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Die Rolle der Gewalt in der Geschichte - a book by Engels, Frederick

Die Rolle der Gewalt in der Geschichte

Die Rolle der Gewalt in der Geschichte( )
Author: Engels, Friedrich
ISBN:978-1-4921-6316-9
Publication Date:Aug 2013
Publisher:CreateSpace Independent Publishing Platform
Book Format:Paperback
List Price:USD $10.90
Book Details
Pages:54
Physical Dimensions (W X L X H):5 x 8 x 0.13 Inches
Book Weight:0.24 Pounds
Author Biography
Engels, Frederick (Author)
Friedrich Engels is perhaps best remembered as the confidant, colleague, and benefactor of Karl Marx. Engels was born into a Calvinist family on November 28, 1820. The family owned fabric mills in the Rhineland and had business interests in Manchester, England, Engels joined the family business at age 16; he never had a formal university education. Despite his family's industrial background, Engels was sympathetic to the poverty of the working masses. At age 18 he published an attack on industrial poverty, and later joined the Hegelian movement that so influenced Marx and bothered conservative Prussian authorities. Engels first met Marx in 1842, while Marx was editor of a radical newspaper in Cologne. However, they did not establish their lifelong friendship until they met again in Paris two years later.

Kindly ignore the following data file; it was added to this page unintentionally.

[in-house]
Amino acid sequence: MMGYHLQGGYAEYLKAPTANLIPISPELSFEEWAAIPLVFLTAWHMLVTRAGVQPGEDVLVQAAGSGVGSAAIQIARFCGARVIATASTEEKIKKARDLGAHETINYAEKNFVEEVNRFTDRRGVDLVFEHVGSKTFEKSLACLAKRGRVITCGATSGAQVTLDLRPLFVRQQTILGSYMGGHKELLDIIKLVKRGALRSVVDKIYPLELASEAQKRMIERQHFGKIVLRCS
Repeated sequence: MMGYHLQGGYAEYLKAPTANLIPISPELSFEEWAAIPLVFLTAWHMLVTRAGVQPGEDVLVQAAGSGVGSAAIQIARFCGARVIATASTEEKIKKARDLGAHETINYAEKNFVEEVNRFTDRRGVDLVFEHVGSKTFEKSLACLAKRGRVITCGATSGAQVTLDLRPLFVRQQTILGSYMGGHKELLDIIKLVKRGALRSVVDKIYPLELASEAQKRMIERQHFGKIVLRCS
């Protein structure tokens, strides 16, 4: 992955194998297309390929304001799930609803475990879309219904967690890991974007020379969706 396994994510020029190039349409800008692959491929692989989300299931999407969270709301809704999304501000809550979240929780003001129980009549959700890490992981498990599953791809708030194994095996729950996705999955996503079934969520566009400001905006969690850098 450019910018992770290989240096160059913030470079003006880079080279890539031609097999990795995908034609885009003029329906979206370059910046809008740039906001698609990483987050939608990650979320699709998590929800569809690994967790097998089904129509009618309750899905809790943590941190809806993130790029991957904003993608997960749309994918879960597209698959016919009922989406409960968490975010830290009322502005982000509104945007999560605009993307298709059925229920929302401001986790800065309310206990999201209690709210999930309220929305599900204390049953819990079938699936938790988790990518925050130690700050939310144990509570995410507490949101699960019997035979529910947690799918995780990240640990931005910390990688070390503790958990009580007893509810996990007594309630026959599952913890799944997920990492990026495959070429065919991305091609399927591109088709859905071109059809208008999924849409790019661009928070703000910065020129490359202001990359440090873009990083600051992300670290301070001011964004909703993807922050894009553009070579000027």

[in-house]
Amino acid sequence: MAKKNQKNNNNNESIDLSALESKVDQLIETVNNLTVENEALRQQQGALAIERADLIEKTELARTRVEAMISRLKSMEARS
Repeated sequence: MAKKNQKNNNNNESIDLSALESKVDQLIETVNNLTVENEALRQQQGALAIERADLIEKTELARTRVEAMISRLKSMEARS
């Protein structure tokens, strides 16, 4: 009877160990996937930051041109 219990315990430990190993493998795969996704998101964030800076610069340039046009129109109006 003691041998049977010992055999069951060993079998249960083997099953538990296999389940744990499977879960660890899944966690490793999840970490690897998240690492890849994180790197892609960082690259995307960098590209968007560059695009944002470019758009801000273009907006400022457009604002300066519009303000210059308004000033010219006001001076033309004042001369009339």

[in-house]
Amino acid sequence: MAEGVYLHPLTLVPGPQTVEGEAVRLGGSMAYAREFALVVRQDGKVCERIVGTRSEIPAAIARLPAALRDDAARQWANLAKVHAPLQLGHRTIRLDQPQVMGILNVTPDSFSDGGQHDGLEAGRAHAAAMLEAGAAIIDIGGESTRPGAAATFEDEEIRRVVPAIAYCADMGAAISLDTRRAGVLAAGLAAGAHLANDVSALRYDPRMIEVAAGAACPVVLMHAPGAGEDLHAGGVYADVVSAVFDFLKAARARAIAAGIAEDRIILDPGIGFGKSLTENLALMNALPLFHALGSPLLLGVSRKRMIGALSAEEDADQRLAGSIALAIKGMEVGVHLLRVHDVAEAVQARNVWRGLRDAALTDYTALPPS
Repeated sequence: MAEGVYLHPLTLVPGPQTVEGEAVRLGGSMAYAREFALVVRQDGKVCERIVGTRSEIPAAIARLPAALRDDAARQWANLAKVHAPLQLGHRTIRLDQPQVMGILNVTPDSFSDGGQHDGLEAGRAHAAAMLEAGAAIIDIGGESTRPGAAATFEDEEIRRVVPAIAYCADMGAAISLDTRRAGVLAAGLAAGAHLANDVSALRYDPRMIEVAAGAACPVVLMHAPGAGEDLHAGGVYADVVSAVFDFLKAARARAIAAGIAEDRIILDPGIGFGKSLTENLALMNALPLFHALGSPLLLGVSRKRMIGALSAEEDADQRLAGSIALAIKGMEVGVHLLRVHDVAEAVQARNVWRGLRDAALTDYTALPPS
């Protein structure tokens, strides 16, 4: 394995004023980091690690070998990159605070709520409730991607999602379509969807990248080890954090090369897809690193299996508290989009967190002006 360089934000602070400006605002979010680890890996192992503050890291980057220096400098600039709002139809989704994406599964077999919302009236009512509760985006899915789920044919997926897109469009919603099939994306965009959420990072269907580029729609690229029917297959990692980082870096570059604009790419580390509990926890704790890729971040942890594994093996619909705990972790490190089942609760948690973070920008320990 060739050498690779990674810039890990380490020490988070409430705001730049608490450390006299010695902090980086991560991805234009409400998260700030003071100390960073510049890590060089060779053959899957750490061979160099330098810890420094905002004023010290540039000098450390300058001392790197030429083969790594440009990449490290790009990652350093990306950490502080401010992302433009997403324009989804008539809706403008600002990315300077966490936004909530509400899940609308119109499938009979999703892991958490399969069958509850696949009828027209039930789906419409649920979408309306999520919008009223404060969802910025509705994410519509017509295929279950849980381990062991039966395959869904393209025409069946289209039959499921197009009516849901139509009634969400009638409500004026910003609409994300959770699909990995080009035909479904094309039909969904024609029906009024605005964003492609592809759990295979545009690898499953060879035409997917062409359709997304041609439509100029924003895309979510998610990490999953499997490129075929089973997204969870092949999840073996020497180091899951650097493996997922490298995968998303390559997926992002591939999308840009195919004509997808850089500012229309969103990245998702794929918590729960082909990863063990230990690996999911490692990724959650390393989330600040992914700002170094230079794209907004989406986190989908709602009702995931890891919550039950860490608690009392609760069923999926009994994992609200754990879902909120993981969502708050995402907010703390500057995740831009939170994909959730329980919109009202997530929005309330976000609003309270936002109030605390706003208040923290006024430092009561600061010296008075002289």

Engels published several works related to economics, the first of which, Outlines of a Critique of Political Economy (1844), attempted to reconcile Hegelian philosophy with the principles of political economy. His second book, The Condition of the Working Class in England (1845), was a damning description and condemnation of the poverty generated by the Industrial Revolution. Engels also co-authored three major works with Marx, the most important being the Communist Manifesto (1948). Engels also wrote several historical works, which are more important to historians than to economists. These include The Peasant War in Germany (1850), Germany: Revolution and Counter-Revolution (1851), and The Origin of the Family, Private Property and the State (1884). In general, these works are more descriptive than theoretical, and they closely parallel Marx's views on industrialization and class struggle.

In addition to being a friend of Marx, Engels was his prime benefactor for a number of years. During their early years in London, beginning in 1849, the Marx family was

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